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Declassified Pollard Documents Show U.S. Dishonesty

By Hillel Fendel

Key portions of a critical classified document which the U.S. government has cited as justification for keeping Jonathan Pollard in jail have been declassified—and his lawyers say the government has been dishonest in “hiding behind the mask of ‘classified information’ to materially mischaracterize the nature and extent of the harm caused by Mr. Pollard.”

Lawyers Eliot Lauer and Jacques Semmelman, who have for 15 years represented Pollard pro bono, say the newly disclosed material shows that any harm possibly caused by Pollard was only “in the form of short-term disruption in foreign relations between the United States and certain Arab countries.”

“That is not at all the same thing as harm to U.S. national security,” they write in a World Net Daily op-ed, “and it was dishonest for the government to pretend that it is.”

The government position for 30 years has been that Pollard must remain in prison because a secret note from then-secretary of state Caspar Weinberger stated that Pollard caused greater harm to U.S. national security than had ever occurred previously.

“The government has been able to present this harsh characterization of the Weinberger declaration without fear of contradiction,” Semmelman and Lauer write, because “no one representing Mr. Pollard [was ever] allowed to see the Weinberger declaration since the day Mr. Pollard was sentenced”—until now.

Pollard was arrested in 1985 after imparting classified information to Israel—a U.S. ally that in any event was supposed to be shown the information. He was sentenced to life in prison, largely on the basis of the Weinberger memo. The average sentence for similar crimes is 2–4 years.

About 20% of the memo is still classified, although the headings of the secret sections have been declassified.

The lawyers state that the U.S. government’s “deception had its most blatant and prejudicial impact at Mr. Pollard’s parole hearing held in July 2014, during which the government invoked the Weinberger declaration and—without showing it to the parole commission—urged the commission to accept its representation that the document substantiated more harm to the national security of the United States than had ever occurred previously.”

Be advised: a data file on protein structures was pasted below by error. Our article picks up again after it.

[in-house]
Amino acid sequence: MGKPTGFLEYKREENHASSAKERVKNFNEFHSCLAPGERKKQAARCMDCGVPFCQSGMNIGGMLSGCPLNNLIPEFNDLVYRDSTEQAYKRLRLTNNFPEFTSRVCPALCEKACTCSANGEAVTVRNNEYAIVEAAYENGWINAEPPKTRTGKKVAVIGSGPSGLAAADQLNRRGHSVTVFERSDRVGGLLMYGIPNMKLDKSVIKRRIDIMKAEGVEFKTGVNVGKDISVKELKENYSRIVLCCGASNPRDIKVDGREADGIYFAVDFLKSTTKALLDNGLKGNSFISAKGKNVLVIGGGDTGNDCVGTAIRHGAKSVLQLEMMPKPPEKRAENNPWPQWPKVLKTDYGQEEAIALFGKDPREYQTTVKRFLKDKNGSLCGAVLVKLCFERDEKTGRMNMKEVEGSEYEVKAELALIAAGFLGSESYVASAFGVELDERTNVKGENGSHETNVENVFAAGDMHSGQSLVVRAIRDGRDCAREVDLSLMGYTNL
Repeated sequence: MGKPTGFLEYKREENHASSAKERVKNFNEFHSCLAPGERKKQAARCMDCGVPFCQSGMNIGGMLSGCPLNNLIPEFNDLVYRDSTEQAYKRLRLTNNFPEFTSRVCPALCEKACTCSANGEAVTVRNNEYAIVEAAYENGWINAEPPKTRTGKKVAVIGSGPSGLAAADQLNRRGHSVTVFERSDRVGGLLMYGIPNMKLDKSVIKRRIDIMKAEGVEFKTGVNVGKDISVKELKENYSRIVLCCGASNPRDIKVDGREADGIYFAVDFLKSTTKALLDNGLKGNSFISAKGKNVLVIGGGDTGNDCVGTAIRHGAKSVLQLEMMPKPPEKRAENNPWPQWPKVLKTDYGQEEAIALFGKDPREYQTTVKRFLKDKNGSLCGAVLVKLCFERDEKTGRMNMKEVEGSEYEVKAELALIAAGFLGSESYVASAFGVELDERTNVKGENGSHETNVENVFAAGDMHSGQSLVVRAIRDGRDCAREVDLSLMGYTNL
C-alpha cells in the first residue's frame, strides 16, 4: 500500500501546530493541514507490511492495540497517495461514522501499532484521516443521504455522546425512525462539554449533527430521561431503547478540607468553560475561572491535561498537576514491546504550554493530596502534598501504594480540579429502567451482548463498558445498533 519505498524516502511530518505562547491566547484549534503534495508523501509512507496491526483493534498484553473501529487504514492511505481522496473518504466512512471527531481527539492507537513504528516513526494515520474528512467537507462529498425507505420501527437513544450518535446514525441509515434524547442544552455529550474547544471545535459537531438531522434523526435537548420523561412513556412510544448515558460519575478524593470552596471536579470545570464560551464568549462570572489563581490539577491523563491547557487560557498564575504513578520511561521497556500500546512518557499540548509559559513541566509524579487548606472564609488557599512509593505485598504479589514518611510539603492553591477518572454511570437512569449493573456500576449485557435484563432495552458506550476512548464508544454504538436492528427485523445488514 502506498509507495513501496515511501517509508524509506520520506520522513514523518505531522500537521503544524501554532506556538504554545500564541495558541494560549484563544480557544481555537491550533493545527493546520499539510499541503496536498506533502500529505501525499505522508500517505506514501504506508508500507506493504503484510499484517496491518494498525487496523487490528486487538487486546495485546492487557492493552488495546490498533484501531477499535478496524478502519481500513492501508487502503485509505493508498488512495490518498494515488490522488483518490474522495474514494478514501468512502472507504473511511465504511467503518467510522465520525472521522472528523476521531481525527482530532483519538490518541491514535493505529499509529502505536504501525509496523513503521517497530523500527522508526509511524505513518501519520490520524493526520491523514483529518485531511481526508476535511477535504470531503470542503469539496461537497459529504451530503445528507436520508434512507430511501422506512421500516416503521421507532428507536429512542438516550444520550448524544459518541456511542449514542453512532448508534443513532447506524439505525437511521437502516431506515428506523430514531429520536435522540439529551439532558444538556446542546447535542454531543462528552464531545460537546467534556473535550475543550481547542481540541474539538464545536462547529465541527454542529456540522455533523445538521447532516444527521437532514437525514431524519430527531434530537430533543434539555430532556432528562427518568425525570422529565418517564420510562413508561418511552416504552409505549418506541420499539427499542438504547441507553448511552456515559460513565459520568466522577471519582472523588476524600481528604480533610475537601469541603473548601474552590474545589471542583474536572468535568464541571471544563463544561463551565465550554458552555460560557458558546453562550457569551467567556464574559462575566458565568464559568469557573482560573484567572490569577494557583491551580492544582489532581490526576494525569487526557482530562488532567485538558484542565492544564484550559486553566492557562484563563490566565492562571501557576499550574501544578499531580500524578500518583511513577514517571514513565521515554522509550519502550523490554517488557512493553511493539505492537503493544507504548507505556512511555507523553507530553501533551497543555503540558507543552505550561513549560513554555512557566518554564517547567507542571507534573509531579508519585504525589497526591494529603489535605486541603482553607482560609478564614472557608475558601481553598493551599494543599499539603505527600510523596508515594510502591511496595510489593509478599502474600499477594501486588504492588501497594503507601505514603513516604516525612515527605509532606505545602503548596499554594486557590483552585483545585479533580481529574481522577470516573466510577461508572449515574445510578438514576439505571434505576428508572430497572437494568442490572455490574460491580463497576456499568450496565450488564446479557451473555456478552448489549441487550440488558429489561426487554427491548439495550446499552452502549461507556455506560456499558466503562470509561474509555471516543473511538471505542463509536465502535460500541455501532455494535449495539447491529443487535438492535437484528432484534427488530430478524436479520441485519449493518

“In its decision denying parole, the commission took the government at its word and essentially parroted the government’s characterization of the Weinberger declaration when it wrote that Mr. Pollard had caused ‘the greatest compromise of U.S. security to that date,’” noted the lawyers.

“That is an outright falsehood,” the lawyers write, “and the recent revelations prove it. . . . [It] is now revealed that Mr. Pollard provided Israel with information concerning the ‘political-economic affairs of Middle Eastern nations,’ various ‘Middle Eastern orders of battle,’ and the ‘technology of Soviet weapons and radar systems’ used by various Arab governments.”

“The potential consequence [thereof] is described by Mr. Weinberger as ‘a high probability of harm to the foreign relations of the U.S. with friendly Arab nations’”—and nothing more than that.

The op-ed details the type of information Pollard gave Israel, and the modest and temporary damage it caused to U.S. relations with some countries—but not to U.S. security.

“The government’s unconscionable deception has deprived Mr. Pollard of his freedom for too many years,” conclude Lauer and Semmelman. “The document brandished by the government to implement its scheme, hidden from scrutiny until now, has finally been exposed for what it is: a description of a brief, long-forgotten blip in foreign relations, not a frightening exposition of unprecedented harm to U.S. national security.”

“After nearly three decades, in light of the government’s perfidy, the only conceivable way to provide a belated measure of justice is to end Mr. Pollard’s incarceration immediately. President Obama has the solemn duty to uphold the law of the land by finally putting a stop to this ongoing travesty,” they concluded. (Arutz Sheva)

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Posted by on February 26, 2015. Filed under In This Week's Edition. You can follow any responses to this entry through the RSS 2.0. Both comments and pings are currently closed.